Zed Trio abides by an excitable, free-form line of attack, engulfed in hazardous routes and hardcore experimentalism, while zooming in for the kill. With downward spirals and a cavalcade of soaring forays, they impart nuance and chatty dialogues into the plot. It's a perpetual renewal process on Lost Transitions.
On "Zed Leppelin Crash Test," the trio constructs an avant-garde spin on Led Zeppelin's hard-rock aura, and take matters to unequivocal abstractness. Guitarist David Lataillade tenders an edgy underpinning via his steely chord movements and distortion laden phrasings, serving as a fractured arena for his band-mates' climactic statements. Essentially, the band spawns a molecular view of Zeppelin's mien.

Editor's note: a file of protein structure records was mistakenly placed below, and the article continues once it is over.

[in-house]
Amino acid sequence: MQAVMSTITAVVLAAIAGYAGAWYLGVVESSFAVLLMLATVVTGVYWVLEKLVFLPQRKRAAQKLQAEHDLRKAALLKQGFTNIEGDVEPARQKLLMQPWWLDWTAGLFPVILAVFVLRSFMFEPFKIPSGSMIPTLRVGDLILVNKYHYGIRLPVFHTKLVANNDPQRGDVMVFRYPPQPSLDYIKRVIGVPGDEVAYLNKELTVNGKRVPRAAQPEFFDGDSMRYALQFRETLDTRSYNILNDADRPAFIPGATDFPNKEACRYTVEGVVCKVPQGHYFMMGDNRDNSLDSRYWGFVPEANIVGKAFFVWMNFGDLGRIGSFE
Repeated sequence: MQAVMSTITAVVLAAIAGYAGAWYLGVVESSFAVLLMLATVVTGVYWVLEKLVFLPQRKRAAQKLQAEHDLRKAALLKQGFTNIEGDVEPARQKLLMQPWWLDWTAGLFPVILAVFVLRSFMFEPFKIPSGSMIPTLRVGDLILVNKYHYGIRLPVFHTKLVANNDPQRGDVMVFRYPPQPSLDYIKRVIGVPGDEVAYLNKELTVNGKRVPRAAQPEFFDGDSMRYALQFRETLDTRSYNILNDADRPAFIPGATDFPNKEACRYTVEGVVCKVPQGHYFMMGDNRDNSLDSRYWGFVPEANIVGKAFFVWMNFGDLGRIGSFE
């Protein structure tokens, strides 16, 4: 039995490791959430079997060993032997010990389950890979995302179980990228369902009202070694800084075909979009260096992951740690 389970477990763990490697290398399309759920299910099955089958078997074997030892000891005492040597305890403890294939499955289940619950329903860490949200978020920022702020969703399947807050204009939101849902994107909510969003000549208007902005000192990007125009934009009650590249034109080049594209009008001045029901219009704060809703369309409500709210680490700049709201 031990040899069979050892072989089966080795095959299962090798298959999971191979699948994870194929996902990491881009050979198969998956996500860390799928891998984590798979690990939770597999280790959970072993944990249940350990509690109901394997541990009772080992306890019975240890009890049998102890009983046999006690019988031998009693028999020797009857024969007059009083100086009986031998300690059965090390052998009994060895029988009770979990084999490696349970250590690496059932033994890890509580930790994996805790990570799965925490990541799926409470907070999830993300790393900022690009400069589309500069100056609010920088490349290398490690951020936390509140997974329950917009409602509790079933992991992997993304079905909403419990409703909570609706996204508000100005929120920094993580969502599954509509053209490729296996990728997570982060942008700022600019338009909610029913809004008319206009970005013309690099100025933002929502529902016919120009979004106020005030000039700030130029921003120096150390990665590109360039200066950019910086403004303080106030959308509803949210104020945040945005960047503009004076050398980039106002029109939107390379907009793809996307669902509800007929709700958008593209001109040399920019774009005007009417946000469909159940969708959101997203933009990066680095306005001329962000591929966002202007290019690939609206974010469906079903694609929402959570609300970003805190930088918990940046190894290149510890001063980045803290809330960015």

Zed Trio projects the intensity that equates to pulling hairs and grinding teeth. Yet one of the differentiators from similar avant units relates to the trio's pronouncement of a highly-entertaining outlook. Thus, the artists are not content to embark upon an overly austere framework. It's an action-packed and curiously interesting album, indeed.
Personnel: Heddy Boubaker: alto and bass saxophones; David Lataillade: electric guitar; Frederic Vaudaux: drums, percussion.
I love jazz because it swings.
I was first exposed to jazz in Houston.
I met Joe LoCascio and Bob Henschen.
The best show I ever attended was Pat Martino.
The first jazz record I bought was Time Out by the Dave Brubeck Quartet.
My advice to new listeners is to relax on 2 and 4 beats.